[MUD-Dev] Economic Growth (Was: [STORY] Story and population size)

Marian Griffith gryphon at iaehv.nl
Thu Dec 13 13:03:33 New Zealand Daylight Time 2001


In <URL:/archives/meow?group+local.muddev> on Wed 12 Dec, Travis Nixon wrote:
> From: "Koster, Raph" <rkoster at soe.sony.com>

I am trying not to get involved into the actual argument here,
seeing that my expertise is hardly economy :) Now if we were talking
about constructing buildings I might be able to con- tribute
something meaningfull.

> Of course, then comes the argument used in the simulated ecosystem
> threads, because obviously that many NPCs cannot (at this time,
> anyway) be placed in the world, so the masses would have to be
> simulated.  And the argument goes: "Why bother with a simulation
> when you can just come up with something much similar that looks
> the same on the outside?"

The question of course remains how, and how much, you simulate
things. Do it entirely artificially with spawn points, area re- sets
and so on. Or do you want to do it a bit more gradual, and perhaps
more natural looking?

>  And of course, there's really no reason not > to do just that.
>  Fluctuate prices.  Make some things "go out of > style".  Create
>  fads.  Of course, doing it that way creates problems > of its
>  own.  For example, you can't just fluctuate randomly, or > you've
>  created a neverending money fountain,

I am not sure if I see why the one would lead to the second?

> unless the fluctuations are smaller than the transaction cost
> (which is another term I'm probably just making up to mean the
> difference between buying and selling).

I think that is called the profit margin, but I might be mistaken

>  Of course, a little bit of that is interesting to players > who
>  want to be traders and merchants.  The biggest problem in my >
>  eyes though, is that players never see the reason for things.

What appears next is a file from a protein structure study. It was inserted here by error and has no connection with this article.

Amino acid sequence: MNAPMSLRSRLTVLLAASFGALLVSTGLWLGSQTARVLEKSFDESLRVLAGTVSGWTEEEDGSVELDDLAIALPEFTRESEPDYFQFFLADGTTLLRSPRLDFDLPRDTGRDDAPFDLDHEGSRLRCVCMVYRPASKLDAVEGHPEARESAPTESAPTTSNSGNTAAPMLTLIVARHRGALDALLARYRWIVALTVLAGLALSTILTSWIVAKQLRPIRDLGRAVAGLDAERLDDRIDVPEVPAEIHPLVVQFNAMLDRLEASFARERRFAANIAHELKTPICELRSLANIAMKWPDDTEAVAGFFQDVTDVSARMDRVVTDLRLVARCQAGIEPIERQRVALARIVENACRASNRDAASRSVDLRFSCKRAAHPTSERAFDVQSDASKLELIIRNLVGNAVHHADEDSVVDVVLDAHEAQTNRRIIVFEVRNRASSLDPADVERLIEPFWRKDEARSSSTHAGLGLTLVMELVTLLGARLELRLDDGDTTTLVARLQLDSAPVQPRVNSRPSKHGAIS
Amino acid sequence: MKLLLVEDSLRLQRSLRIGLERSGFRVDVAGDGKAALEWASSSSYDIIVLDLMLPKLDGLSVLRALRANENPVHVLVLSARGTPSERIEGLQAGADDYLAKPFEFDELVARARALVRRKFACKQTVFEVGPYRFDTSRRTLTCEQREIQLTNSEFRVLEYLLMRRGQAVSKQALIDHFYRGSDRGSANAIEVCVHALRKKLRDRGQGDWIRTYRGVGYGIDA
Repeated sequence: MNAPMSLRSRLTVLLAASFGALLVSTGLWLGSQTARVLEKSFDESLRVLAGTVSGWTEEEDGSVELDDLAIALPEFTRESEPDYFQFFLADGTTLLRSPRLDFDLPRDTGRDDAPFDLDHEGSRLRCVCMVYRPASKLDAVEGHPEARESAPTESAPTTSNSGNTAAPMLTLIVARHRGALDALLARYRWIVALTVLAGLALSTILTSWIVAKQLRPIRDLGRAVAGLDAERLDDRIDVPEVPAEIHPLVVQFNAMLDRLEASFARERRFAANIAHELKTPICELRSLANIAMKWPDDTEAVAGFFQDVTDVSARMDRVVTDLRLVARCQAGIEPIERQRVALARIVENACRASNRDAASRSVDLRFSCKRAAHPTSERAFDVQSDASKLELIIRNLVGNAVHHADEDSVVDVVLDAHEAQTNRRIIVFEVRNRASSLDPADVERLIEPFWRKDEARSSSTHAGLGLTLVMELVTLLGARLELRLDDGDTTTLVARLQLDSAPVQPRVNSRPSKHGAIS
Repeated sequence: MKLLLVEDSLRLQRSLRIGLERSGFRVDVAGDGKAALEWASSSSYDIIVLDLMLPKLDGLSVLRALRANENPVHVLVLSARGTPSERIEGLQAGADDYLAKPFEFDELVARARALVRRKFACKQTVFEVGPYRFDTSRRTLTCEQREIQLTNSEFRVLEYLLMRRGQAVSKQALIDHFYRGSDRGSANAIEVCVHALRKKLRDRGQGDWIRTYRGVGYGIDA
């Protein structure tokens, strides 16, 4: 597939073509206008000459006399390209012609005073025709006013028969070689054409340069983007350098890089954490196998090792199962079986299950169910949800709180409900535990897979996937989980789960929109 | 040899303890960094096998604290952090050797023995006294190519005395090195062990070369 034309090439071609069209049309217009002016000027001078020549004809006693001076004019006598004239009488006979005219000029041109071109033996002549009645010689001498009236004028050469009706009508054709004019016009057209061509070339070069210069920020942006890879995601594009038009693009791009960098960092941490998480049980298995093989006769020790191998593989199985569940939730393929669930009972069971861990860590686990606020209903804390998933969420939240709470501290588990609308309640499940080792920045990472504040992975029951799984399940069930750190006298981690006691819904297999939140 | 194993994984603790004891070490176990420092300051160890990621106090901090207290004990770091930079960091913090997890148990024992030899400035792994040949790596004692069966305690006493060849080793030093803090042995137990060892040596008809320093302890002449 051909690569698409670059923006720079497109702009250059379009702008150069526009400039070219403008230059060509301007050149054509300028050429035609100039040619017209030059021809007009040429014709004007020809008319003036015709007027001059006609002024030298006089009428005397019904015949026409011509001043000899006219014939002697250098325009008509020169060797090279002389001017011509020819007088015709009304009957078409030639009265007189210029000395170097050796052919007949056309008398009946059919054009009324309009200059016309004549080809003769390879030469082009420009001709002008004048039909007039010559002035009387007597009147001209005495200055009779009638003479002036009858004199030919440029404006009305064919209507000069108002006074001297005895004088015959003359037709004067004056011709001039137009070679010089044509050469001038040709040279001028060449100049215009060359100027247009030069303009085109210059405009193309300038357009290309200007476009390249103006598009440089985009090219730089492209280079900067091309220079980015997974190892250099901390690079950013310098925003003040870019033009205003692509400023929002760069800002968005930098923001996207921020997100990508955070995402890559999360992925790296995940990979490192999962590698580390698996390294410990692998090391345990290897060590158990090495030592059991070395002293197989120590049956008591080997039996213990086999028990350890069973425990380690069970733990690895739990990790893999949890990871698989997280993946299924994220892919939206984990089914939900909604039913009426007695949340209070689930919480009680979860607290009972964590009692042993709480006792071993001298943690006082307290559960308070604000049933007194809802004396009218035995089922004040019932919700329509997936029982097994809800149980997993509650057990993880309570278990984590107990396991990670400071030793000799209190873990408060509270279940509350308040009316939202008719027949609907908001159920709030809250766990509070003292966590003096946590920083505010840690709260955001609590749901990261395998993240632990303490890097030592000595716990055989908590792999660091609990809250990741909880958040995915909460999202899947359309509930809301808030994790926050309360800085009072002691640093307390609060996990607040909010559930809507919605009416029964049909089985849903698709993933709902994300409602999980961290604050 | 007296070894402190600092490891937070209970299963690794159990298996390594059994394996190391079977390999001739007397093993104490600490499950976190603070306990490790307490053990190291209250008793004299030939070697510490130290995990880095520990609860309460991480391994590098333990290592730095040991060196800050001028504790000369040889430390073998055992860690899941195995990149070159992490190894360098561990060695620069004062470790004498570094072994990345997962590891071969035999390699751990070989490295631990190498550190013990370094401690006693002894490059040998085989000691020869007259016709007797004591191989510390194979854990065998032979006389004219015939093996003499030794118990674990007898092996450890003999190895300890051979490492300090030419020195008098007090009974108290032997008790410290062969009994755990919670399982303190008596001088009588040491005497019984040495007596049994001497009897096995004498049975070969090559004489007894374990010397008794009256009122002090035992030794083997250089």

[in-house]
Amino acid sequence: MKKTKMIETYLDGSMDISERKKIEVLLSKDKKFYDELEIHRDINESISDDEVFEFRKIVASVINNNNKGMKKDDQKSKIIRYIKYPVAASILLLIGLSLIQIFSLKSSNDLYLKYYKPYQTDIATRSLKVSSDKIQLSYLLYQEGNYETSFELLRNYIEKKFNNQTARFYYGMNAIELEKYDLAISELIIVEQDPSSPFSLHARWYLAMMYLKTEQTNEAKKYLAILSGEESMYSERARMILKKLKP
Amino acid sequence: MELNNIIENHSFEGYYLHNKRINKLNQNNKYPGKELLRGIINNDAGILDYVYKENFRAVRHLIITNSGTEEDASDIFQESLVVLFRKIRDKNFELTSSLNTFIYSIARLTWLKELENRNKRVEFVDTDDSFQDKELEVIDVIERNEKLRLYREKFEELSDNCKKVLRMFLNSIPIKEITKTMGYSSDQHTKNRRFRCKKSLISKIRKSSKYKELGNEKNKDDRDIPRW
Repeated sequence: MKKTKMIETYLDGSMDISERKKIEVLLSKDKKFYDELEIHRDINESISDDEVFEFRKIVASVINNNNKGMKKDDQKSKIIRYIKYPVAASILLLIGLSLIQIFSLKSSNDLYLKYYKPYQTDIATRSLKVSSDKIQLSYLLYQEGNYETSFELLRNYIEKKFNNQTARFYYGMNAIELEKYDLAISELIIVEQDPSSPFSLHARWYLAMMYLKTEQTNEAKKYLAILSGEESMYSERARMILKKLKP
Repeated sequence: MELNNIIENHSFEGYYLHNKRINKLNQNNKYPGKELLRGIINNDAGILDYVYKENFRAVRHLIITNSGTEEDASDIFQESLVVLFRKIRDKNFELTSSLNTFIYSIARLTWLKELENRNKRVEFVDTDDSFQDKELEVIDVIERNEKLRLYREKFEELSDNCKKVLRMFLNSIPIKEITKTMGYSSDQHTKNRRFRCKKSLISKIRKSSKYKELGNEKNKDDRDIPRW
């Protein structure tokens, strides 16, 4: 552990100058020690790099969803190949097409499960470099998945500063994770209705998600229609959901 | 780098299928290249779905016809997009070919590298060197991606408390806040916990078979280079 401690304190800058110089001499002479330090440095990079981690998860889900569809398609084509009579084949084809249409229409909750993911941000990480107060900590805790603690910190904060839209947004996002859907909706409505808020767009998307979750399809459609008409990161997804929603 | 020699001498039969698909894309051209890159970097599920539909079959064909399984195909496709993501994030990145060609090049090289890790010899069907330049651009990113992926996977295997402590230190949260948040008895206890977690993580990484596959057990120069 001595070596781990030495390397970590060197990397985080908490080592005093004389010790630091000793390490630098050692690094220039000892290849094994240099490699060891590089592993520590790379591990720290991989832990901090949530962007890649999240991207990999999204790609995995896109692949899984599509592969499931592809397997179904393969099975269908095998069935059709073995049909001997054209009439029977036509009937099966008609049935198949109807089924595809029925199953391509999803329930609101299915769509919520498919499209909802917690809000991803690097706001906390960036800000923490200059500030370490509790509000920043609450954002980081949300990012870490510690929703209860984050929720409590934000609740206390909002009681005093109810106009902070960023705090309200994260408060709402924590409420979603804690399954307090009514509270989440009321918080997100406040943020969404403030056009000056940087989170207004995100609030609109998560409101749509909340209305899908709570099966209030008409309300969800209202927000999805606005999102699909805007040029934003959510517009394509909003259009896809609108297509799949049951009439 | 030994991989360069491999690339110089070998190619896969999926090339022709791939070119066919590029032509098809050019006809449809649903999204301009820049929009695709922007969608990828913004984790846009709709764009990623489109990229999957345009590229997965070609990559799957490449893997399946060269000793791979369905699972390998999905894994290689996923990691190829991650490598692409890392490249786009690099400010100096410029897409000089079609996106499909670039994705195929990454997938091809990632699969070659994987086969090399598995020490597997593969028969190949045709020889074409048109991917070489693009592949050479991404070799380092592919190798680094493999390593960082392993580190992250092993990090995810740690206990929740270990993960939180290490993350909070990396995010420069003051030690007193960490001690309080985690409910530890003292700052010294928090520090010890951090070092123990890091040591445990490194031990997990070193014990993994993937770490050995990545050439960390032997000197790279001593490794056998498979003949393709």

>  They > never see (or hear about) all the kids playing with the
>  hula hoops > they found.  They may see the price go sky high and
>  then drop, but > they don't know why.  Of course, you could do
>  that sort of thing in > your "simpler than simulation" but then
>  you're really approaching > what I'm talking about by simulation
>  anyway. :)

There is a fairly simple solution to this dilemma, and one that
would tie in nicely with both the simulation and with making the
game "feel" more natural to the players.  Rather than having either
the entire population simulated or none, why not place a few token
'people' in the game.  They represent the masses that should be
there, but are actually simulated by the game.  Then prior to
raising the price of hula hoops you could just equip a few more
children in the city with them, and see if the smart player picks up
the new fad -before- it hits so she can stock in advance, and make
the best use of the increase in price.  Other, less perceptive,
players can still go out and find, or manufacture, a few hoops and
sell those for the inflated price to make a quick profit but have
less time to take advantage of it.  At the same time the attentive
tailor could realise that the colour red seems to be increasingly
popular with the city's housewifes and think it a good idea to get a
larger stock of the dye.

Stretching the simulation a bit, but why not have these token people
actually go out to shops and buy things there?  It would make sense
if they would go out to the baker and the butcher to buy their
evening meals every few days.  And go to the tailor to fetch
themselves a new dress and clean shirt for the annual fes tival of
the city.  Certainly no huge sales, but they both could give flavour
to the game, to the impression that the city is in fact active (and
not a passive stage for the players) and give the game staff a
subtle means to influence the game and players.

I do not think this is overly difficult to program, even with the
current, apparently lacking, state of affairs (not that I am capable
to make even a remotely informed guess about that).


Marian
--
Yes - at last - You. I Choose you. Out of all the world,
out of all the seeking, I have found you, young sister of
my heart! You are mine and I am yours - and never again
will there be loneliness ...

Rolan Choosing Talia,
Arrows of the Queen, by Mercedes Lackey

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